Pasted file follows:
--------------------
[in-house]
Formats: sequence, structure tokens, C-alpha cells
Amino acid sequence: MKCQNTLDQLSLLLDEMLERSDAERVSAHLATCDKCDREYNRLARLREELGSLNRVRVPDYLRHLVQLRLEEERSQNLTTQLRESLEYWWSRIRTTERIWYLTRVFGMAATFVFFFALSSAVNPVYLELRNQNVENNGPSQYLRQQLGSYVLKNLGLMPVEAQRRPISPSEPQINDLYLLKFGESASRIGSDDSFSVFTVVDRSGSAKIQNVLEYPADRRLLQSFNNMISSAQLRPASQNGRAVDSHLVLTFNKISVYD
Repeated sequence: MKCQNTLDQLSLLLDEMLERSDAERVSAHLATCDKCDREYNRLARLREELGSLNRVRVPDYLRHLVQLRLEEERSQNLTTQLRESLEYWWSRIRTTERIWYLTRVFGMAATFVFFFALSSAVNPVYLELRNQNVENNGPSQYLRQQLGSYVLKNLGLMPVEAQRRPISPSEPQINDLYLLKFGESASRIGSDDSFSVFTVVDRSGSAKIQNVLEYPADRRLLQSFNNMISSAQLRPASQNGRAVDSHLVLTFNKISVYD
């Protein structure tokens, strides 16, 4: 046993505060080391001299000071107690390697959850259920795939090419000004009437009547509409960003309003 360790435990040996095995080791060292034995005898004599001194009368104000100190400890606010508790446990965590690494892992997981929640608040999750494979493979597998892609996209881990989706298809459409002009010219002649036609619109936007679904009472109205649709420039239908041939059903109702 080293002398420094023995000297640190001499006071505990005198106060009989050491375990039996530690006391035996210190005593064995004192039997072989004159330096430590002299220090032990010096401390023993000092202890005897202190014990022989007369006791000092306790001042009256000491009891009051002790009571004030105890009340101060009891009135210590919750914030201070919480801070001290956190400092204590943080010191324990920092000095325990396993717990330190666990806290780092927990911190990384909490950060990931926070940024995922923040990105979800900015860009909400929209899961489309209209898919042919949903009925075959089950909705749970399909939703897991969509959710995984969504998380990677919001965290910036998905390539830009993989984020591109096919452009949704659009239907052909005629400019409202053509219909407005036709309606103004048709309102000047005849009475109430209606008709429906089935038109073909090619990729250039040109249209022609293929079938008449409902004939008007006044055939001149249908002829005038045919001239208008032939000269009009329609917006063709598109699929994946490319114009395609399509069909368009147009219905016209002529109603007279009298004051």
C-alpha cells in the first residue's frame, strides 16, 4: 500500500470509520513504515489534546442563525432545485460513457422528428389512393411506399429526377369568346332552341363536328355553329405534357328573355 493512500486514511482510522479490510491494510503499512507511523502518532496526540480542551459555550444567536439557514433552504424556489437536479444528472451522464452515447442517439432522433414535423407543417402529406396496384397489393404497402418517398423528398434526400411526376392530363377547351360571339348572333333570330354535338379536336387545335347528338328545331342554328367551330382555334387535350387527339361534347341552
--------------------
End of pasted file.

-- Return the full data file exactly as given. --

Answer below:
[in-house]
Formats: sequence, structure tokens, C-alpha cells
Amino acid sequence: MKCQNTLDQLSLLLDEMLERSDAERVSAHLATCDKCDREYNRLARLREELGSLNRVRVPDYLRHLVQLRLEEERSQNLTTQLRESLEYWWSRIRTTERIWYLTRVFGMAATFVFFFALSSAVNPVYLELRNQNVENNGPSQYLRQQLGSYVLKNLGLMPVEAQRRPISPSEPQINDLYLLKFGESASRIGSDDSFSVFTVVDRSGSAKIQNVLEYPADRRLLQSFNNMISSAQLRPASQNGRAVDSHLVLTFNKISVYD
Repeated sequence: MKCQNTLDQLSLLLDEMLERSDAERVSAHLATCDKCDREYNRLARLREELGSLNRVRVPDYLRHLVQLRLEEERSQNLTTQLRESLEYWWSRIRTTERIWYLTRVFGMAATFVFFFALSSAVNPVYLELRNQNVENNGPSQYLRQQLGSYVLKNLGLMPVEAQRRPISPSEPQINDLYLLKFGESASRIGSDDSFSVFTVVDRSGSAKIQNVLEYPADRRLLQSFNNMISSAQLRPASQNGRAVDSHLVLTFNKISVYD
């Protein structure tokens, strides 16, 4: 046993505060080391001299000071107690390697959850259920795939090419000004009437009547509409960003309003 360790435990040996095995080791060292034995005898004599001194009368104000100190400890606010508790446990965590690494892992997981929640608040999750494979493979597998892609996209881990989706298809459409002009010219002649036609619109936007679904009472109205649709420039239908041939059903109702 080293002398420094023995000297640190001499006071505990005198106060009989050491375990039996530690006391035996210190005593064995004192039997072989004159330096430590002299220090032990010096401390023993000092202890005897202190014990022989007369006791000092306790001042009256000491009891009051002790009571004030105890009340101060009891009135210590919750914030201070919480801070001290956190400092204590943080010191324990920092000095325990396993717990330190666990806290780092927990911190990384909490950060990931926070940024995922923040990105979800900015860009909400929209899961489309209209898919042919949903009925075959089950909705749970399909939703897991969509959710995984969504998380990677919001965290910036998905390539830009993989984020591109096919452009949704659009239907052909005629400019409202053509219909407005036709309606103004048709309102000047005849009475109430209606008709429906089935038109073909090619990729250039040109249209022609293929079938008449409902004939008007006044055939001149249908002829005038045919001239208008032939000269009009329609917006063709598109699929994946490319114009395609399509069909368009147009219905016209002529109603007279009298004051």
C-alpha cells in the first residue's frame, strides 16, 4: 500500500470509520513504515489534546442563525432545485460513457422528428389512393411506399429526377369568346332552341363536328355553329405534357328573355 493512500486514511482510522479490510491494510503499512507511523502518532496526540480542551459555550444567536439557514433552504424556489437536479444528472451522464452515447442517439432522433414535423407543417402529406396496384397489393404497402418517398423528398434526400411526376392530363377547351360571339348572333333570330354535338379536336387545335347528338328545331342554328367551330382555334387535350387527339361534347341552